UK New Military Helicopter requirement – is S70M the cheapest option?

UK New Military Helicopter requirement – is S70M the cheapest option?

14-Dec-2021 Source:

[updated 15-Dec-21.  Despite a reliable source in Romania confirming that Airbus bid the SMURD contract with the H175M, the OEM has contacted to confirm that was not the case and they bid with the H215.  Text thus updated accordingly]

Lockheed Martin have confirmed via social media – see tweet below – that they are to bid for the UK military New Military Helicopter (NMH) requirement. NMH is widely (and not accurately) referred to as the “Puma replacement”, as the remit will also see the Bell 212, Bell 412 Griffin and Dauphin platforms retired from UK military service.

NMH presents a number of key challenges to both bidders and the procuring organisation, particularly in the wide range of roles performed by the current four fleets.

Leonardo will bid the AW149, built at their plant in Yeovil, UK.  The company is also the first bidder to openly play the political card with a national press report that inbound investment of £1 billion ($1.32B) would be at risk if they did not win the competition.  The AW149 (and its civilian counterpart AW189) production lines in the UK and Italy have built just over 100 aircraft to date, and in recent months passed the 100,000 flight hours milestone for the fleet.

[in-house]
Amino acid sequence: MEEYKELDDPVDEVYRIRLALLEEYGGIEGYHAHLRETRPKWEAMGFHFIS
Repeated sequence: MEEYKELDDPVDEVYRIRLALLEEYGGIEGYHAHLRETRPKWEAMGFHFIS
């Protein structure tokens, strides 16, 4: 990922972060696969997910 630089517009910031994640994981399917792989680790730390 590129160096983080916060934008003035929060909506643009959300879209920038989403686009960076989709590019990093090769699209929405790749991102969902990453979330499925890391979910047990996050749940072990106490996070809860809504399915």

Airbus are putting the H175M forward, and will create a production line on the same UK site at Brougton (aka Chester), where they build wings for their airliners.  This line could see further life if Airbus manage to secure other H175M orders, although none have been received to date.  Airbus have also passed the 100,000 hour mark on their H175 fleet, but with only around 50 built to date.  70% of these are flown in offshore rig support, hence a much higher flight time per airframe.

Lockheed Martin (Sikorsky) will bid the S70M from their factory at Mielec in Poland, and just that location would mark them down a little in the assessment, we expect.  The provenance of the Black Hawk platform is well known, with over 4,000 in service.

While the UK Ministry of Defence will look closely at the overall value of each bid, including the economic benefit and other factors, the outright cost per airframe is clearly a big factor. A recent tender in Romania saw the same three OEMs offering aircraft to a similar spec. Each company provided unit prices for both a “land helicopter” and a “maritime helicopter”, the latter featuring extra naval role equipment. Taking the “land helicopter” numbers, the published unit prices were

  • Sikorsky S70M – 22.72M Euros  ($25.69M at today’s prices)
  • Leonardo AW149 – 24.35M Euros ($27.53M)
  • Airbus H215 – 31.59M Euros ($35.72M)

There are still many months remaining in the NMH program, including publishing of the requirement, time for the OEMs to get their bids in, and a further period for the UK military procurement office to consider them too.  The team will continue to watch the program closely – based as we are, in the UK – and will bring updates as they happen.

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